Note: You should be aware that API Monitor might interfere with the code. When I attached API Monitor before running the macro, GetProcAddress returned wrong address. As a workaround I used a MsgBox to pause execution right after GetProcAddress and then proceeded with attaching API Monitor.
If you disassemble AmsiScanString you’ll notice that it calls AmsiScanBuffer, so I decided to patch both functions just to be sure. The patch is the same for both of them. Their disassembly can be seen in the following two pictures.
My theory was that the detection was based on the “amsi.dll” and “kernel32.RtlMoveMemory()” strings in the behavior log. To test this I did the following things:
- Removed RtlMoveMemory from the code. This resulted in no detection.
- Kept RtlMoveMemory, but changed LoadLibrary to load “kernel32.dll” instead. This of course crashed after RtlMoveMemory, but I verified with API monitor that everything including RtlMoveMemory was in the behavior log and passed to AMSI before crashing. Also no detection.
- Removed RtlMoveMemory, used LoadLibrary(“kernel32.dll”) and GetProcAddress(TargetDLL,“amsi.dll kernel32.RtlMoveMemory(123,123,123)”). This showed up in the behavior log and was detected as malicious, although LoadLibrary didn’t load “amsi.dll” and RtlMoveMemory was never called. The macro was blocked before execution so the invalid GetProcAddress was never actually called.
The result of the third step can be seen below:
This proved my theory that the detection was based on both “amsi.dll” and “kernel32.RtlMoveMemory()” strings when present in the behavior log.
To get around this I tried using another function to patch memory. I used RtlFillMemory to patch one byte at a time and with it I successfully bypassed detection. I also verified with windbg that the functions were successfully patched.
There was a problem though. If after the bypass code I added another WinAPI function then Word crashed. I figured that this might be caused by the rastamouse variant of the patch. I didn’t know why and was too lazy to debug the issue so I just tried the patch from CyberArk which worked fine and didn’t crash Word when I added more code after the bypass.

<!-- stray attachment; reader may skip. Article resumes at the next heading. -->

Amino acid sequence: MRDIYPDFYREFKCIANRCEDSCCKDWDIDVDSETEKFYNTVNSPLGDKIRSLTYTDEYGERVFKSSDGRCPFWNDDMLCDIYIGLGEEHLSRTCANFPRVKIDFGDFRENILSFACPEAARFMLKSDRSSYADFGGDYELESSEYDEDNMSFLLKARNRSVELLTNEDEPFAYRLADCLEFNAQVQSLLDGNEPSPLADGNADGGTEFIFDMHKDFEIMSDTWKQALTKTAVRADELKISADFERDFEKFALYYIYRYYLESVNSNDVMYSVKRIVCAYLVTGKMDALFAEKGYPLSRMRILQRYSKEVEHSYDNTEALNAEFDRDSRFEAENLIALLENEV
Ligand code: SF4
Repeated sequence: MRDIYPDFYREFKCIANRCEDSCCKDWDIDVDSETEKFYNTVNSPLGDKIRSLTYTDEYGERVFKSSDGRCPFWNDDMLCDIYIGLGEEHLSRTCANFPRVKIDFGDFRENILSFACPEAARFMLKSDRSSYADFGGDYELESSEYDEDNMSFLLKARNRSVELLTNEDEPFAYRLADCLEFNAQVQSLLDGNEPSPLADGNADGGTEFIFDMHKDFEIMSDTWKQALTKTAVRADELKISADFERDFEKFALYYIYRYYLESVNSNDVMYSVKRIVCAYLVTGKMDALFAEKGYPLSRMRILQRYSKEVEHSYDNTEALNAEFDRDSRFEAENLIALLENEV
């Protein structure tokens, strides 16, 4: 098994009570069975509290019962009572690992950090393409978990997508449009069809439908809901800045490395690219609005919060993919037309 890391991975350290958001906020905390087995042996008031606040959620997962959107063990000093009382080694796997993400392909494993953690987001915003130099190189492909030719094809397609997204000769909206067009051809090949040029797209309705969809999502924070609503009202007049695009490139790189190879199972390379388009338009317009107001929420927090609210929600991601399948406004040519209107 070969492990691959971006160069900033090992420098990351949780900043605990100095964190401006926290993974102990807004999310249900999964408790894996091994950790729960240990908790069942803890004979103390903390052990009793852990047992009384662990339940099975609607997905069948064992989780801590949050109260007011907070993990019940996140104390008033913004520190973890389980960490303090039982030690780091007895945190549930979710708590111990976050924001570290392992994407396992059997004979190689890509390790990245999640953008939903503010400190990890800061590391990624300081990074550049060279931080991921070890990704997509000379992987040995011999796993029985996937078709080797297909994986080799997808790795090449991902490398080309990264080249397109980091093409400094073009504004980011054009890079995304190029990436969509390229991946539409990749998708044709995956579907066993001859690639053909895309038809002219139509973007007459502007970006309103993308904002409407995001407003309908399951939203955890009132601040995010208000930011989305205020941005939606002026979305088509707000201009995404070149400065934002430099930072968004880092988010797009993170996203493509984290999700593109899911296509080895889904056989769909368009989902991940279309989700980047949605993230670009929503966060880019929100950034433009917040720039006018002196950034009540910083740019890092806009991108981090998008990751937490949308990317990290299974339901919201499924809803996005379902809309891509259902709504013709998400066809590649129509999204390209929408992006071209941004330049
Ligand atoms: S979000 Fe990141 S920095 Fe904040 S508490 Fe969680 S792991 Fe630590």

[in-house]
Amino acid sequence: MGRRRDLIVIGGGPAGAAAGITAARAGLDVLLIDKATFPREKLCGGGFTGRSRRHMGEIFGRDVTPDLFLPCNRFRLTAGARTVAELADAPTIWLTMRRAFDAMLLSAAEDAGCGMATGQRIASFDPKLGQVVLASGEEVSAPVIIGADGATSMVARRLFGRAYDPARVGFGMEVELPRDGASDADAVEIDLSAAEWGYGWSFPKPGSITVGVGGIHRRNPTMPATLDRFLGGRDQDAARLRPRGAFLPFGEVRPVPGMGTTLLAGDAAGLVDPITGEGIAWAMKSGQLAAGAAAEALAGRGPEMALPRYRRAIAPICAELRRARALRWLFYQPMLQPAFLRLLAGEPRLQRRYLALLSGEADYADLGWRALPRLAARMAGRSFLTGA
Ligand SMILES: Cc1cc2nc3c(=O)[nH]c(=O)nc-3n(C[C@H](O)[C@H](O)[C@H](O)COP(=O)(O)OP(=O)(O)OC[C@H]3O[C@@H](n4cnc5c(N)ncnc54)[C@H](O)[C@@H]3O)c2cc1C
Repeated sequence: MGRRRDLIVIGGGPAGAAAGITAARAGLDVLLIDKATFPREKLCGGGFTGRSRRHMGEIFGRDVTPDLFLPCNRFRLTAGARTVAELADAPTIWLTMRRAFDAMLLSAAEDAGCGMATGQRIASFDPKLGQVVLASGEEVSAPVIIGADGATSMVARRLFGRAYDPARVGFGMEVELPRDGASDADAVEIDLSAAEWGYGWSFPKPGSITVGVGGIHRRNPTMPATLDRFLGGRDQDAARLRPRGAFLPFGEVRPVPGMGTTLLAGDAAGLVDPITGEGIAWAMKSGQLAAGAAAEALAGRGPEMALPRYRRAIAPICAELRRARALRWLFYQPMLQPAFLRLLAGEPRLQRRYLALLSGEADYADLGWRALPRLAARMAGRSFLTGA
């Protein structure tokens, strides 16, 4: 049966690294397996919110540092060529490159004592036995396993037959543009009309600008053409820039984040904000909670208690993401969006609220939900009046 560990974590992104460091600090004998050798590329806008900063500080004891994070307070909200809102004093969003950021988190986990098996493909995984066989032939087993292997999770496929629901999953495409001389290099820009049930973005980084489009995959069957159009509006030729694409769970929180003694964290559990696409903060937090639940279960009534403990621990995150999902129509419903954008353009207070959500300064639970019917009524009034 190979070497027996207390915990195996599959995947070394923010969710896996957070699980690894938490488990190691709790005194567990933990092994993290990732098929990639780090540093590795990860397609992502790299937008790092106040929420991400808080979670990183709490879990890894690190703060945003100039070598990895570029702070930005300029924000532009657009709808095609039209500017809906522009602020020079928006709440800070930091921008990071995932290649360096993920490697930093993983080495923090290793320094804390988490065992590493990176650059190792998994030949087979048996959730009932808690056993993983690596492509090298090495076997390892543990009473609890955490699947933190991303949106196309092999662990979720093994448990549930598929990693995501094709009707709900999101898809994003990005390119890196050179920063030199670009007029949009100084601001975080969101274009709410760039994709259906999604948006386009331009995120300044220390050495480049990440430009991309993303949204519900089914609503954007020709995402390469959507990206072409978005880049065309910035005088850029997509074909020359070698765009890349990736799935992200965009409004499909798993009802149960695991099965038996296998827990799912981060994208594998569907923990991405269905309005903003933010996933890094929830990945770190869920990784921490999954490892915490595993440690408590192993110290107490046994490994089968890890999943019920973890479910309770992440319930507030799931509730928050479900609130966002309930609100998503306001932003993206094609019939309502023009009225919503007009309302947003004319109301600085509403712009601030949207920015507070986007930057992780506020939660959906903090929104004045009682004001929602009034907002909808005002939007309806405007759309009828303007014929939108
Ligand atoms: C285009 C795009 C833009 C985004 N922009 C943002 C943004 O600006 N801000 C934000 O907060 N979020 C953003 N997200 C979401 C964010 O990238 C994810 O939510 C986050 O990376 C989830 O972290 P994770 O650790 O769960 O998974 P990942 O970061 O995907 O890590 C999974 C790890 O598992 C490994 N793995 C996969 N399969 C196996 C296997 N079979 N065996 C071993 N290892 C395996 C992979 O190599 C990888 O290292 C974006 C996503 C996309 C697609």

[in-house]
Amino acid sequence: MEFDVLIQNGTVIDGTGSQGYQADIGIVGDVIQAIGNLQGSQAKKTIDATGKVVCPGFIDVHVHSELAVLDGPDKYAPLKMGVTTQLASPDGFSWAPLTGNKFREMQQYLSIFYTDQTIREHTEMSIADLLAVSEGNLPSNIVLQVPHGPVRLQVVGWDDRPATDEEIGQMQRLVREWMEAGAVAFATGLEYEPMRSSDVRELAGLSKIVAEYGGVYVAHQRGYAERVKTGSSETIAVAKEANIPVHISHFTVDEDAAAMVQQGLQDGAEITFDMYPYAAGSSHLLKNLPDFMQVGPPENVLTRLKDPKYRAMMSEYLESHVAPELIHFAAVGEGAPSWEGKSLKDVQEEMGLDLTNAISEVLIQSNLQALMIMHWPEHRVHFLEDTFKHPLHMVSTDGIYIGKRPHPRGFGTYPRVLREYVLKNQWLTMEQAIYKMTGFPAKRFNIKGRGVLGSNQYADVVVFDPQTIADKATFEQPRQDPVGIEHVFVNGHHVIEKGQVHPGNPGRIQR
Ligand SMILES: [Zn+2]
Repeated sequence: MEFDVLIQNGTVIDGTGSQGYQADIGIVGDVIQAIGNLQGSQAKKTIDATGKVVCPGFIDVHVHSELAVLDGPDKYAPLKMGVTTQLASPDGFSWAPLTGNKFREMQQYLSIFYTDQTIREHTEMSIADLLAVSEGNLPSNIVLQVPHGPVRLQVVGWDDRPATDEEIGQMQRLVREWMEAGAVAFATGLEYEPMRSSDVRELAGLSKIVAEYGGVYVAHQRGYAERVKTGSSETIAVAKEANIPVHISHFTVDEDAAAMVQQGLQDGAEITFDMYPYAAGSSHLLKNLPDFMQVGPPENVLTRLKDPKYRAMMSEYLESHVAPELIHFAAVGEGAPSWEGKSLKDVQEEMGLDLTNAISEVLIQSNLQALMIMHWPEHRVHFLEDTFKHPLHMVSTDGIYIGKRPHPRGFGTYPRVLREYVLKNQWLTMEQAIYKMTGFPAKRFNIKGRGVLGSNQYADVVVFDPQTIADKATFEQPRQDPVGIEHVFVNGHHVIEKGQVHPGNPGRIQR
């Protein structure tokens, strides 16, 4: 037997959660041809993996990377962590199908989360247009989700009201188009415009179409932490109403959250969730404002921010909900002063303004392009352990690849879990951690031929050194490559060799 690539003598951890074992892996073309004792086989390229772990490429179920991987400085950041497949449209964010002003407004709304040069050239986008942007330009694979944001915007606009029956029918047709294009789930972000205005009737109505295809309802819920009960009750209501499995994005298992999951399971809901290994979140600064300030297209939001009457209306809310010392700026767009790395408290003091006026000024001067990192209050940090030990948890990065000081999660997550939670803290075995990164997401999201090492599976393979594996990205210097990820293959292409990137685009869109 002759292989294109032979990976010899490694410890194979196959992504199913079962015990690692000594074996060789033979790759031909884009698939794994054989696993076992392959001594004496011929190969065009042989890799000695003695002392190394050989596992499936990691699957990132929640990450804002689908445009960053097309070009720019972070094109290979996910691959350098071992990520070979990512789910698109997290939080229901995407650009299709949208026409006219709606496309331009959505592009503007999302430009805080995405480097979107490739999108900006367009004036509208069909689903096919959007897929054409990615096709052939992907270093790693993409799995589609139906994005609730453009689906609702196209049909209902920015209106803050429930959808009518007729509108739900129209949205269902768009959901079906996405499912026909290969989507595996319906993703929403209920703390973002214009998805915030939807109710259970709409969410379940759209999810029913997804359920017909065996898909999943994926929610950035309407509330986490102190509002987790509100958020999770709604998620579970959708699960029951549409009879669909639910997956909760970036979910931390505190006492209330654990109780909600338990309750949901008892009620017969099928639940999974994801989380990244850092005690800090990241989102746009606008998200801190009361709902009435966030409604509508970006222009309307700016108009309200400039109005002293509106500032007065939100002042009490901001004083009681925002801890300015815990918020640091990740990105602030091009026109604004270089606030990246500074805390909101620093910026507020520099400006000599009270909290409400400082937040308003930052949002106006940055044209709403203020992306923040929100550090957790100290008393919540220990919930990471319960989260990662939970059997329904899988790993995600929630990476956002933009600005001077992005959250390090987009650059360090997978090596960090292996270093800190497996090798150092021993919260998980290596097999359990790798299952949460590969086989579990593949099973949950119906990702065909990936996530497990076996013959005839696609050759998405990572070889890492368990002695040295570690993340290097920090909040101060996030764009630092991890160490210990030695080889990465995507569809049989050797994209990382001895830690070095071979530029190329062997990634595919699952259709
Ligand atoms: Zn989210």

AmsiScanStringAddr + 5 was patched with:
nop xor edx, edx
AmsiScanBufferAddr + 66 was patched with:
nop xor eax, eax
This bypass isn’t anything serious or groundbreaking, after all it’s widely known that AMSI can be patched in memory. It’s also known that this isn’t a vulnerability according to Microsoft and probably it wouldn’t get fixed, because the ability to patch AMSI is a by design weakness. I also wasn’t sure if the Office 365 AMSI bypas was actually new or I didn’t google enough.
But I still didn’t feel comfortable sharing the code while someone could potentially use it in a macro malware… So I decided to contact Microsoft and suggest they add a detection for when “amsi.dll” is used with other memory modifying functions and not only RtlMoveMemory. Their response was that they modified their detection logic to address this issue :)
I’m still not sharing my final code, but by reading this blog post you should be able to write it yourself. Don’t expect it to run if your Defender definitions are up to date!